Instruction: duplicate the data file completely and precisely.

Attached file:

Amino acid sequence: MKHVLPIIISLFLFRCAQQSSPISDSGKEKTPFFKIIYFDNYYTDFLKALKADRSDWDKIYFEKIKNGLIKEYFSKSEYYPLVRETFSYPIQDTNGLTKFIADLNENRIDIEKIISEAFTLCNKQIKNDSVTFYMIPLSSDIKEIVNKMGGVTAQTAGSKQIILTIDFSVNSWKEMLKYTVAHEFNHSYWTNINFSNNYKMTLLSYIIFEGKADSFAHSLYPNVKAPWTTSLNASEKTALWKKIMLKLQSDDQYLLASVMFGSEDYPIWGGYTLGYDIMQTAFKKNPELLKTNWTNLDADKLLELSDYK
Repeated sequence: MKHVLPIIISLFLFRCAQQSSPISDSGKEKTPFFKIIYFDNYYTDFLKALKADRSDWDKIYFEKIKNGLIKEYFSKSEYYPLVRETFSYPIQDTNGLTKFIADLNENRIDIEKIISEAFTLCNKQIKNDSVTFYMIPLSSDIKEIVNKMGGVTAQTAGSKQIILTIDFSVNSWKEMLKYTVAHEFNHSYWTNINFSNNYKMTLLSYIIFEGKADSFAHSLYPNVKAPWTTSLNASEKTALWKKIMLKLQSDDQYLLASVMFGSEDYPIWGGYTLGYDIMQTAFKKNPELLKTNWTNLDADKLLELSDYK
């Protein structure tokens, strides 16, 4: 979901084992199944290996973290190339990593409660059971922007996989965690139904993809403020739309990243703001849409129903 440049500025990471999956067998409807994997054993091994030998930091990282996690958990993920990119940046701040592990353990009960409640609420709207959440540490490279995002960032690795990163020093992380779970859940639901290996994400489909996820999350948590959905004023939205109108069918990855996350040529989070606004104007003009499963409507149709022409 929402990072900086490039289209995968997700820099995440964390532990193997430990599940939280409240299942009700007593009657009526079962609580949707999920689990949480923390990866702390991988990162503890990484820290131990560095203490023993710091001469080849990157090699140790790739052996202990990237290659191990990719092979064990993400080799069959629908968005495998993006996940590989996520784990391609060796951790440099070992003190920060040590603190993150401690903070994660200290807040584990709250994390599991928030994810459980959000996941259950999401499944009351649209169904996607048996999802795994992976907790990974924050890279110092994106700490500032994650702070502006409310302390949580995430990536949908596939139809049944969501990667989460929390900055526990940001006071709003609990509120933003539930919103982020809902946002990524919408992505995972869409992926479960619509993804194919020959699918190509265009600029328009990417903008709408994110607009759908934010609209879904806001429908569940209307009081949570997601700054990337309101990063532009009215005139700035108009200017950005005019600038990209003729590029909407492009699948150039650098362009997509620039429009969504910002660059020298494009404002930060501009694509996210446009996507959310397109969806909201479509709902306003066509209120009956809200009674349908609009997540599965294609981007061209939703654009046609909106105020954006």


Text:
Amino acid sequence: MKHVLPIIISLFLFRCAQQSSPISDSGKEKTPFFKIIYFDNYYTDFLKALKADRSDWDKIYFEKIKNGLIKEYFSKSEYYPLVRETFSYPIQDTNGLTKFIADLNENRIDIEKIISEAFTLCNKQIKNDSVTFYMIPLSSDIKEIVNKMGGVTAQTAGSKQIILTIDFSVNSWKEMLKYTVAHEFNHSYWTNINFSNNYKMTLLSYIIFEGKADSFAHSLYPNVKAPWTTSLNASEKTALWKKIMLKLQSDDQYLLASVMFGSEDYPIWGGYTLGYDIMQTAFKKNPELLKTNWTNLDADKLLELSDYK
Repeated sequence: MKHVLPIIISLFLFRCAQQSSPISDSGKEKTPFFKIIYFDNYYTDFLKALKADRSDWDKIYFEKIKNGLIKEYFSKSEYYPLVRETFSYPIQDTNGLTKFIADLNENRIDIEKIISEAFTLCNKQIKNDSVTFYMIPLSSDIKEIVNKMGGVTAQTAGSKQIILTIDFSVNSWKEMLKYTVAHEFNHSYWTNINFSNNYKMTLLSYIIFEGKADSFAHSLYPNVKAPWTTSLNASEKTALWKKIMLKLQSDDQYLLASVMFGSEDYPIWGGYTLGYDIMQTAFKKNPELLKTNWTNLDADKLLELSDYK
């Protein structure tokens, strides 16, 4: 979901084992199944290996973290190339990593409660059971922007996989965690139904993809403020739309990243703001849409129903 440049500025990471999956067998409807994997054993091994030998930091990282996690958990993920990119940046701040592990353990009960409640609420709207959440540490490279995002960032690795990163020093992380779970859940639901290996994400489909996820999350948590959905004023939205109108069918990855996350040529989070606004104007003009499963409507149709022409 929402990072900086490039289209995968997700820099995440964390532990193997430990599940939280409240299942009700007593009657009526079962609580949707999920689990949480923390990866702390991988990162503890990484820290131990560095203490023993710091001469080849990157090699140790790739052996202990990237290659191990990719092979064990993400080799069959629908968005495998993006996940590989996520784990391609060796951790440099070992003190920060040590603190993150401690903070994660200290807040584990709250994390599991928030994810459980959000996941259950999401499944009351649209169904996607048996999802795994992976907790990974924050890279110092994106700490500032994650702070502006409310302390949580995430990536949908596939139809049944969501990667989460929390900055526990940001006071709003609990509120933003539930919103982020809902946002990524919408992505995972869409992926479960619509993804194919020959699918190509265009600029328009990417903008709408994110607009759908934010609209879904806001429908569940209307009081949570997601700054990337309101990063532009009215005139700035108009200017950005005019600038990209003729590029909407492009699948150039650098362009997509620039429009969504910002660059020298494009404002930060501009694509996210446009996507959310397109969806909201479509709902306003066509209120009956809200009674349908609009997540599965294609981007061209939703654009046609909106105020954006």